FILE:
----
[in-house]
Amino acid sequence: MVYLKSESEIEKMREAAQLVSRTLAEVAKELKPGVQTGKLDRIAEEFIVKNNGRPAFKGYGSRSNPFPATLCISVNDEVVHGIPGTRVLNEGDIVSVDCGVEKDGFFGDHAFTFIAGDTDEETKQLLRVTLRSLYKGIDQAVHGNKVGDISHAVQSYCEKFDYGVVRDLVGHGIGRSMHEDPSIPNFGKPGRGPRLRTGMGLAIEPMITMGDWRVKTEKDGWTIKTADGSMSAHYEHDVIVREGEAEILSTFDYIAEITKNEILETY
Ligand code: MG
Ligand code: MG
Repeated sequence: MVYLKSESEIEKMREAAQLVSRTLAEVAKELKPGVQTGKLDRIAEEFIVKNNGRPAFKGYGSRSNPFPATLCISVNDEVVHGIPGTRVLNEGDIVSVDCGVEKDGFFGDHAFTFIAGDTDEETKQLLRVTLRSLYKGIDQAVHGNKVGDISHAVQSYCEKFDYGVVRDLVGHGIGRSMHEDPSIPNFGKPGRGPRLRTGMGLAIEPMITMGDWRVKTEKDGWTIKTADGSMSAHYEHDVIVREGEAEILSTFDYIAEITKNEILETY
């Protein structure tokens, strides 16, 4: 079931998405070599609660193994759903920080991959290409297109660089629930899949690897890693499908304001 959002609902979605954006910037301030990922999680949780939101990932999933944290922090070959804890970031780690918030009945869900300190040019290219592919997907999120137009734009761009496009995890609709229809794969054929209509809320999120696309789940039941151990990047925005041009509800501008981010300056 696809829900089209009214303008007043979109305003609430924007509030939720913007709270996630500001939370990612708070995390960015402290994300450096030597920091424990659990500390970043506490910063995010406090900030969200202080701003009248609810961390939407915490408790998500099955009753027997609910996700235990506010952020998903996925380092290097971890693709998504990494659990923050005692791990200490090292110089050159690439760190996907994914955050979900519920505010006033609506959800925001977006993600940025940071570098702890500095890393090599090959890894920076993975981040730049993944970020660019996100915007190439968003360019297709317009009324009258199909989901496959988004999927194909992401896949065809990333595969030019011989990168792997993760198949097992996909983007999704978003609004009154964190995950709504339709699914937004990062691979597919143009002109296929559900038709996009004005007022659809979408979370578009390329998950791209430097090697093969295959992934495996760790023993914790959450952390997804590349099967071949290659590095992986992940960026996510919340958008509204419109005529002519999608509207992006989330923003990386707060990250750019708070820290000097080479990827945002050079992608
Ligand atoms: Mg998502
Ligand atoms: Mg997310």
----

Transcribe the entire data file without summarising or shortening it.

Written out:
[in-house]
Amino acid sequence: MVYLKSESEIEKMREAAQLVSRTLAEVAKELKPGVQTGKLDRIAEEFIVKNNGRPAFKGYGSRSNPFPATLCISVNDEVVHGIPGTRVLNEGDIVSVDCGVEKDGFFGDHAFTFIAGDTDEETKQLLRVTLRSLYKGIDQAVHGNKVGDISHAVQSYCEKFDYGVVRDLVGHGIGRSMHEDPSIPNFGKPGRGPRLRTGMGLAIEPMITMGDWRVKTEKDGWTIKTADGSMSAHYEHDVIVREGEAEILSTFDYIAEITKNEILETY
Ligand code: MG
Ligand code: MG
Repeated sequence: MVYLKSESEIEKMREAAQLVSRTLAEVAKELKPGVQTGKLDRIAEEFIVKNNGRPAFKGYGSRSNPFPATLCISVNDEVVHGIPGTRVLNEGDIVSVDCGVEKDGFFGDHAFTFIAGDTDEETKQLLRVTLRSLYKGIDQAVHGNKVGDISHAVQSYCEKFDYGVVRDLVGHGIGRSMHEDPSIPNFGKPGRGPRLRTGMGLAIEPMITMGDWRVKTEKDGWTIKTADGSMSAHYEHDVIVREGEAEILSTFDYIAEITKNEILETY
């Protein structure tokens, strides 16, 4: 079931998405070599609660193994759903920080991959290409297109660089629930899949690897890693499908304001 959002609902979605954006910037301030990922999680949780939101990932999933944290922090070959804890970031780690918030009945869900300190040019290219592919997907999120137009734009761009496009995890609709229809794969054929209509809320999120696309789940039941151990990047925005041009509800501008981010300056 696809829900089209009214303008007043979109305003609430924007509030939720913007709270996630500001939370990612708070995390960015402290994300450096030597920091424990659990500390970043506490910063995010406090900030969200202080701003009248609810961390939407915490408790998500099955009753027997609910996700235990506010952020998903996925380092290097971890693709998504990494659990923050005692791990200490090292110089050159690439760190996907994914955050979900519920505010006033609506959800925001977006993600940025940071570098702890500095890393090599090959890894920076993975981040730049993944970020660019996100915007190439968003360019297709317009009324009258199909989901496959988004999927194909992401896949065809990333595969030019011989990168792997993760198949097992996909983007999704978003609004009154964190995950709504339709699914937004990062691979597919143009002109296929559900038709996009004005007022659809979408979370578009390329998950791209430097090697093969295959992934495996760790023993914790959450952390997804590349099967071949290659590095992986992940960026996510919340958008509204419109005529002519999608509207992006989330923003990386707060990250750019708070820290000097080479990827945002050079992608
Ligand atoms: Mg998502
Ligand atoms: Mg997310």